Theater reviews: “The Nosebleed” and “Hindsight”

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Of Nosebleeds, to the Japanese Society.
Photo: Brian Rogers

Before the show starts at the Japan Society, director and playwright Aya Ogawa invites the actors to tell us about a failure. from Ogawa Nose bleed stems from a multi-year teaching and workshop project on the concept, in which Ogawa encouraged other playwrights to work and claim their failures. From their manager’s note, they couldn’t help but think that they were dodging the mission themselves, keeping themselves protected while the others undressed. So Nose bleed is outspoken, vulnerable, and full of Ogawa: For the entire diaphanous show, they are on stage alongside four other actors, all also playing Ogawa. Together, the five-headed Ogawa-self leads us on a stone path through the most difficult times of a lifetime.

But first, the actors become themselves. The smiling Haruna Lee admits her shyness in speaking Japanese with the technicians on site; Drae Campbell reveals a rough time with a smelly pug she was having her dog look after. These daily shames do not affect what Ogawa will reveal – a brutal self-doubt on a trip with their children to Japan (during which one of the children has a nosebleed); a missed opportunity to put a racist and offhand Brooklyn dad in his place; and a ruined and ruinous relationship with their own father, characterized by silence and hostility.

Ogawa’s mode for Nose bleed is at first almost talkative. Two of the Ogawas play a scene from The bachelorette which raises issues of interracial dating and family separation. Different Ogawas speak directly to us, speaking of fears of being a bilingual mother raising children who might not follow their example. There is something that catches the eye about these vignettes – they are dealt with quickly and with a laugh. It wasn’t until Ogawa (the real one) dons a members-only jacket to play his own father that the show begins to vibrate at a deeper frequency. The lightness doesn’t exactly go away, but it’s starting to feel like the touch we apply to very hot, very painful things. Ogawa’s failure to have a relationship with this difficult man sets off further misadventures: failure to help him when his mind begins to go away; a failure to say goodbye adequately after his death. Suddenly, the reason the many selves become clear – they can lead the amorous funeral that the original Ogawa never could. Even the public is called for help: many hands lighten the load.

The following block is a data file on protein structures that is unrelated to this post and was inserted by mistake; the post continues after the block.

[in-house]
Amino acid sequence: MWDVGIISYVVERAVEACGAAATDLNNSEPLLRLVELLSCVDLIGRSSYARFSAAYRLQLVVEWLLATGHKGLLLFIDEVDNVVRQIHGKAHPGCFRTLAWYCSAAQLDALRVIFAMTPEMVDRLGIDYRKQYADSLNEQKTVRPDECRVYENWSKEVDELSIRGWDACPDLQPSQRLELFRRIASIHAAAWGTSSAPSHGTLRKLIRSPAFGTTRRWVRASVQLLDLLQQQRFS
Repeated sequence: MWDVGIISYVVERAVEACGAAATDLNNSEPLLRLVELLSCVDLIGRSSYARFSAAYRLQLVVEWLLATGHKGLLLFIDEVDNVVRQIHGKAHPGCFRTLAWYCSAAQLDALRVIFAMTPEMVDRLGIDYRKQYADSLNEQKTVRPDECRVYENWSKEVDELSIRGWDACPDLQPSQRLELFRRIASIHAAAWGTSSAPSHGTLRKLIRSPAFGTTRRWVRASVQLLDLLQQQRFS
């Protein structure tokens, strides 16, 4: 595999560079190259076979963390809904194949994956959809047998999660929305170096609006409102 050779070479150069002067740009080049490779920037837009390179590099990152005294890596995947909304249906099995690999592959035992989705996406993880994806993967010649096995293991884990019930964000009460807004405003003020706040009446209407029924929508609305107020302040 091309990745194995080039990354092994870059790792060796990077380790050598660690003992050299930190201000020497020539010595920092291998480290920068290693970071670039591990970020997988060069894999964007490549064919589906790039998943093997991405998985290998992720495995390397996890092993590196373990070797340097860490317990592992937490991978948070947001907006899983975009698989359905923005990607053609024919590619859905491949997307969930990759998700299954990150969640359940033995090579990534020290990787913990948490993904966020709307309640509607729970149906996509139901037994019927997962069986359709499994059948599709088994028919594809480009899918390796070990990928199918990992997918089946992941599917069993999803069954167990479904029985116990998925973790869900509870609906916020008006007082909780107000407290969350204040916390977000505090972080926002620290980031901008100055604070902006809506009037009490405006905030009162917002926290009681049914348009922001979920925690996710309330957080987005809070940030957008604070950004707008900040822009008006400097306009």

Of Hindsight, at the Factory of Paradise.
Photo: Santiago Felipe

Something similar happens in Hindsight, although its aesthetic cannot be less like the spacious, calm filled Nosebleed. In a crowded little theater cluttered with props, a woman works at a messy desk. When the lights go out, she looks up. “Oh, hey, I’m the playwright,” she said. A little burst of laughter crosses the small audience. “You weren’t expecting that, were you?” She laughs back. In fact, the edgy-looking woman with the laptop will try to destabilize us on several occasions as we work our way through Alix Sobler’s self-fictional attempt to fight the cause of our polarized politics. Even after an hour of explaining why she wrote the play we’re watching, the woman lazily wonders if maybe she isn’t. Sobler. Has she lied from the start? When someone promises you they’re telling the truth, every indicator light on your dashboard should glow red. If the last 30,000 years of human development have taught you nothing else, they have taught you.